It is the 18th of July 2020. Welcome to the Christian History Almanac brought to you by 1517 at 1517.org, I’m Dan van Voorhis.

The year was 64.

Christians might instinctively have a little familiarity with this era. It is the time in which the New Testament was being composed, the church was growing, and the relatively new Roman Empire looked to take over most of the known world. Today we will look around the world in the first century.

In the Americas, the Hopewell peoples inhabited much of the eastern portion of North America. The city of Teotihuacan was growing. The Mayan city in modern Mexico would be famous for its buildings and temples, especially the Temple of Quetzalcoatl.

In China, the Han dynasty came to power in the 1st century. Confucianism was the Chinese religion de jure, but Emperor Ming of the Han dynasty was the first to introduce Buddhism to the kingdom.

In Africa, while the Romans had taken the northern coasts. The Kingdoms of Kush and Aksum were growing on the eastern side of the Continent. The first century saw the growth of the Bantu people in the south. In the 1st century, they would be responsible for expanding the African map of known peoples to the south.

The Iranian Parthian empire, at its largest, would extend from modern Turkey to the modern border of Eastern Iran. Their location on the silk road was advantageous for both culture and trade.

In Rome, the story of the first century is the story of the Julio-Claudian dynasty. It started with Augustus, the emperor at the time of Christ’s birth, and the dynasty extended through Tiberius, Caligula, Claudius, and then Nero.

Nero had been adopted by Claudius, who had married Nero’s mother Agrippina the Younger. When Claudius died, possibly having been served poisonous mushrooms, Nero ascended the Imperial throne. While he was initially popular, he became increasingly unhinged, killing his mother as well as his mistress, who was pregnant with his child. And it was on this day, the 18th of July, in 64 AD, that the great fire at Rome broke out. This the famous fire during which Nero supposedly fiddled, then blamed the Christians for the fire and then persecuting and killing them.

Tacitus is one of three relatively contemporary historians who remarked on the great fire. He is the only one to link Christians directly to the persecution. Tacitus wrote: “Nero set up as the culprits and punished with the utmost refinement of cruelty a class hated for their abominations, who are commonly called Christians Christus, from whom their name is derived.”

Tacitus claimed that Nero blamed Christians for the fire that some suggested Nero himself set. He probably didn’t and also probably didn’t play his lyre and sing as Rome burned. However, he did use the scapegoats as human torches. After all, he charged them with arson so that burning would be an appropriate response. He would not have “thrown them to the lions” as that happened later in the coliseum, which was not built yet.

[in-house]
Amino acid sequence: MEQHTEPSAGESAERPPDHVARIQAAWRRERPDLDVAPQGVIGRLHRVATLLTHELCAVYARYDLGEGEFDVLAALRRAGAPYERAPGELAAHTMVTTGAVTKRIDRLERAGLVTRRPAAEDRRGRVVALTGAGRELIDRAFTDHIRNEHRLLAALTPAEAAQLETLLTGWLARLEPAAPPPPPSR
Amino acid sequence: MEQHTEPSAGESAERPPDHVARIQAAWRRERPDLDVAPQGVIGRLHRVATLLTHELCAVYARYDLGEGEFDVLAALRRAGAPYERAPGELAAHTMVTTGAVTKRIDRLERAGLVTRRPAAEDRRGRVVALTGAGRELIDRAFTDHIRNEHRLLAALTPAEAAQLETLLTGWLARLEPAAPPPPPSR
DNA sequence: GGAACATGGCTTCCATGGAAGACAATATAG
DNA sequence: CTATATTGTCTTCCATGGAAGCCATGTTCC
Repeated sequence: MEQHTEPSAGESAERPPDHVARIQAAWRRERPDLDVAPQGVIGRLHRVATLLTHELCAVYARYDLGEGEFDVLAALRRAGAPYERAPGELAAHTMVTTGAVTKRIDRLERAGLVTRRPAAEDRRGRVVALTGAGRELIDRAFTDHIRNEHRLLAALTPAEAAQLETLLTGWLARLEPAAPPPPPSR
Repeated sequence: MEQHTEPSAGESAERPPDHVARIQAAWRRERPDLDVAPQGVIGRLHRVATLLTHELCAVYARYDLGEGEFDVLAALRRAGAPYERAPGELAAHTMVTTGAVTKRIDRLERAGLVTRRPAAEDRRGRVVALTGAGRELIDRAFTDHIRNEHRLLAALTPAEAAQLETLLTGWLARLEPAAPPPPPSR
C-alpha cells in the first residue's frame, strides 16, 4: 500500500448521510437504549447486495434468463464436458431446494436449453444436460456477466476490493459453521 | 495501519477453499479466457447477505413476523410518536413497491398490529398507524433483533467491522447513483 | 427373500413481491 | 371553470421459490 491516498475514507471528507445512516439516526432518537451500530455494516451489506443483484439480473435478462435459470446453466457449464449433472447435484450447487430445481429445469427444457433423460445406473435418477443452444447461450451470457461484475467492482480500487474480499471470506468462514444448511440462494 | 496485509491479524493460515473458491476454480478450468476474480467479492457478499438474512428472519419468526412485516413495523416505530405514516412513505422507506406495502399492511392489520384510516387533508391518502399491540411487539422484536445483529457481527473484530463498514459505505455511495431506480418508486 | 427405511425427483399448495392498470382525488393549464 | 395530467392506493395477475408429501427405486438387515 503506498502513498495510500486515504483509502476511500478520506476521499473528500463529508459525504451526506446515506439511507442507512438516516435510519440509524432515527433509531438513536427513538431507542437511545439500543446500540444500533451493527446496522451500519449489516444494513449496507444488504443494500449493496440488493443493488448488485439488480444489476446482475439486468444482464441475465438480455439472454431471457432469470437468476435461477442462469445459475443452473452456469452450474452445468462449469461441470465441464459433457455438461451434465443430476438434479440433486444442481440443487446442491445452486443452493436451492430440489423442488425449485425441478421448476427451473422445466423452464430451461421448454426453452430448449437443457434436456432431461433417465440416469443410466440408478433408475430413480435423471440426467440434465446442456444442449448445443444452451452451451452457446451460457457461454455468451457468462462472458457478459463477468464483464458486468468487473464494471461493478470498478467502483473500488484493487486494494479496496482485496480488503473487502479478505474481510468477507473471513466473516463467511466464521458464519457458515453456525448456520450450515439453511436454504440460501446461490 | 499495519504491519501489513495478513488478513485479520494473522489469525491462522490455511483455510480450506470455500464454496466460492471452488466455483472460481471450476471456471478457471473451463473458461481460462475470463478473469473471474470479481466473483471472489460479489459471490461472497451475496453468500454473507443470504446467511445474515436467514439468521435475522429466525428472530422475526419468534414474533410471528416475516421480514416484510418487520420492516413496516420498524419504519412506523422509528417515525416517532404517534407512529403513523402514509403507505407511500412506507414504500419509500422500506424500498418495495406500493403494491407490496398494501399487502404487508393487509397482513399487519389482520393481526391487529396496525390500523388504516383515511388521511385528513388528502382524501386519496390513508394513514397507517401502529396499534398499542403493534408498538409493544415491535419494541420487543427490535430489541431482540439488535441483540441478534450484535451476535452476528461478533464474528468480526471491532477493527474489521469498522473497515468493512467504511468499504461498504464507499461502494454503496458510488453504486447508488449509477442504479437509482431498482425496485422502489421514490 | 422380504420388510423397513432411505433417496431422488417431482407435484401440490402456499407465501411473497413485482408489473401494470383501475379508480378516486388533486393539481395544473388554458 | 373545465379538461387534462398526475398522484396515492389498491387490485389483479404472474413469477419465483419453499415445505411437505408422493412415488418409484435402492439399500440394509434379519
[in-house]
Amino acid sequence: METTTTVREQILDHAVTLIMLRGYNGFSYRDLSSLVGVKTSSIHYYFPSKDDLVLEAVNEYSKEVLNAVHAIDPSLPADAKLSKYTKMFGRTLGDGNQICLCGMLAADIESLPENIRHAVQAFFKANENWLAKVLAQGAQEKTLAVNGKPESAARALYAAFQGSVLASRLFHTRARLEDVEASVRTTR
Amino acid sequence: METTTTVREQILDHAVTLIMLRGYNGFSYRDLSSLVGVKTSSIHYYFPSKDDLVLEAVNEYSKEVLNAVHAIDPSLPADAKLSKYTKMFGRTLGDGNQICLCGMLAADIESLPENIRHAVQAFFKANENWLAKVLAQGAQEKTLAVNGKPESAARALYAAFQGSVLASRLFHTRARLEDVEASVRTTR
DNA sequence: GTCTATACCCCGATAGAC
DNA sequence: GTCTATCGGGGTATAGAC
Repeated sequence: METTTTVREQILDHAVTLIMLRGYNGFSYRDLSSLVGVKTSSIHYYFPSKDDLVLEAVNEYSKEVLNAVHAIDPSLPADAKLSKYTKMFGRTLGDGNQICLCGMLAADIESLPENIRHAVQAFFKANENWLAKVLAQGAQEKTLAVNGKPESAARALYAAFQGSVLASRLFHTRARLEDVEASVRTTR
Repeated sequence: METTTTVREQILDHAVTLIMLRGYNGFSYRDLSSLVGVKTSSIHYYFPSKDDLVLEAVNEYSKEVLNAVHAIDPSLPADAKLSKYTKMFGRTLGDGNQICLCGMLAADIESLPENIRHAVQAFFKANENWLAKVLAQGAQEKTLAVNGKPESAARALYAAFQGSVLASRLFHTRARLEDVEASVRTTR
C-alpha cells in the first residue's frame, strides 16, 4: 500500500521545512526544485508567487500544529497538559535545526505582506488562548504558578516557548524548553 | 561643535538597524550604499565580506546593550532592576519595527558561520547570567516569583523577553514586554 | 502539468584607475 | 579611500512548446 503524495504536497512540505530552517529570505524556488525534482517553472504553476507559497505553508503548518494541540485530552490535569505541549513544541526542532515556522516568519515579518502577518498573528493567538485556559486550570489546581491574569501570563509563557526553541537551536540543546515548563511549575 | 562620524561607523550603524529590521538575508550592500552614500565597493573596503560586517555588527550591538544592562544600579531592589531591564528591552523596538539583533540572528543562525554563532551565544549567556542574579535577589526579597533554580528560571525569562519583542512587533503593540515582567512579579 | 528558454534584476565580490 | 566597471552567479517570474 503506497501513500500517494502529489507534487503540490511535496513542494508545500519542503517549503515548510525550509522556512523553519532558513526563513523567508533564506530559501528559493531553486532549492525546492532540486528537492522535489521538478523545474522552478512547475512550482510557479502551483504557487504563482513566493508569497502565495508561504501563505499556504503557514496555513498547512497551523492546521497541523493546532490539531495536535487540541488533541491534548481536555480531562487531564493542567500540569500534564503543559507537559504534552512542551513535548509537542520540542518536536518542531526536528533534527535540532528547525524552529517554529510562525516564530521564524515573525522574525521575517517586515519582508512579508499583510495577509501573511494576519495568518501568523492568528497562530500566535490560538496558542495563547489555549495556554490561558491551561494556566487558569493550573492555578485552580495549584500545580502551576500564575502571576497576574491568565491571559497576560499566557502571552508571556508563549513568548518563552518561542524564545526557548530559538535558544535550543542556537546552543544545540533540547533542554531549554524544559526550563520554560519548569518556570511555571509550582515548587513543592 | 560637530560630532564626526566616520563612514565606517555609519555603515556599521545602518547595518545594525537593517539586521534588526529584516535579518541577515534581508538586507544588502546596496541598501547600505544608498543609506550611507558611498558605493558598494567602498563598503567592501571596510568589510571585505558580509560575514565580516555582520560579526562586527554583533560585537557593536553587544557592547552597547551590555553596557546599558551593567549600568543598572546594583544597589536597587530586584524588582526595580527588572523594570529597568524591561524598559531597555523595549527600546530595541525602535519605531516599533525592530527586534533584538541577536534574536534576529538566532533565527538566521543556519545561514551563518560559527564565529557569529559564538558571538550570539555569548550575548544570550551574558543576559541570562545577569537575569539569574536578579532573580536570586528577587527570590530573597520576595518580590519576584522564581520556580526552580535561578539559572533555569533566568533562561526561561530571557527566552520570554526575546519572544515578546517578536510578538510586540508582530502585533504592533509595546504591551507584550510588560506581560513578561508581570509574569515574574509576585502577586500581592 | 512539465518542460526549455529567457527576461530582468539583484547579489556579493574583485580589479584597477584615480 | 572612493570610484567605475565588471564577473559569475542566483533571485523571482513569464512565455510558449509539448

There has been considerable historical and theological damage done by assuming that it must have been Christians lit as human torches by the nefarious Nero. Often, this happens because Nero has been assigned as the “man of lawlessness” from Paul or the Anti-Christ in the book of Revelation to St. John. If Nero knew of this group of Christians, as Tacitus suggests, the anti-Imperial theology of these Christ-followers would undoubtedly get them into trouble for being seditious.

So, what do we know? The fire wasn’t likely set by either Christians or by Nero. Fires were a problematic element of Roman life. Nero, however, wanted to distract from the rumors that he started the fires by finding a scapegoat. According to Tacitus, Christians were the scapegoats. Contemporary to Tacitus, the historians Suetonius and Dio Cassius record the fire with no mention of Christians involved.

What is certain, is that the fire that set Rome ablaze on this, the 18th of July, in the year 64, was a turning point in Roman history. And as the Roman Empire would begin a free fall into decadence and decay, there were faithful Christians who pointed a way out. They pointed to the one true king, and the better kingdom. For this, they would suffer persecution.

The reading for today comes from an early Christian. This is Justin Martyr, writing in 150 AD.

“And when you hear that we look for a kingdom, you suppose, without making any inquiry, that we speak of a human kingdom. Instead, we speak of that which is with God, as can be shown from the confession of their faith made by those who are charged with being Christians, even though they know that death is the punishment awarded to those who so confess. For if we looked for a human kingdom, we would deny our Christ, so that we might not be killed. We would try to escape detection so that we might obtain what we hope for. But since our thoughts are not fixed on the present, we are not concerned when men cut us off; since death is a debt which must at all events be paid.”

This has been the Christian History Almanac for the 18th of July 2020 brought to you by 1517 at 1517.org. The show is produced by a man who prefers his mushrooms sautéed with butter, Christopher Gillespie. The show is written and read by Dan van Voorhis. You can catch us here every day. and remember that the rumors of grace, forgiveness, and the redemption of all things are true…. Everything is going to be ok.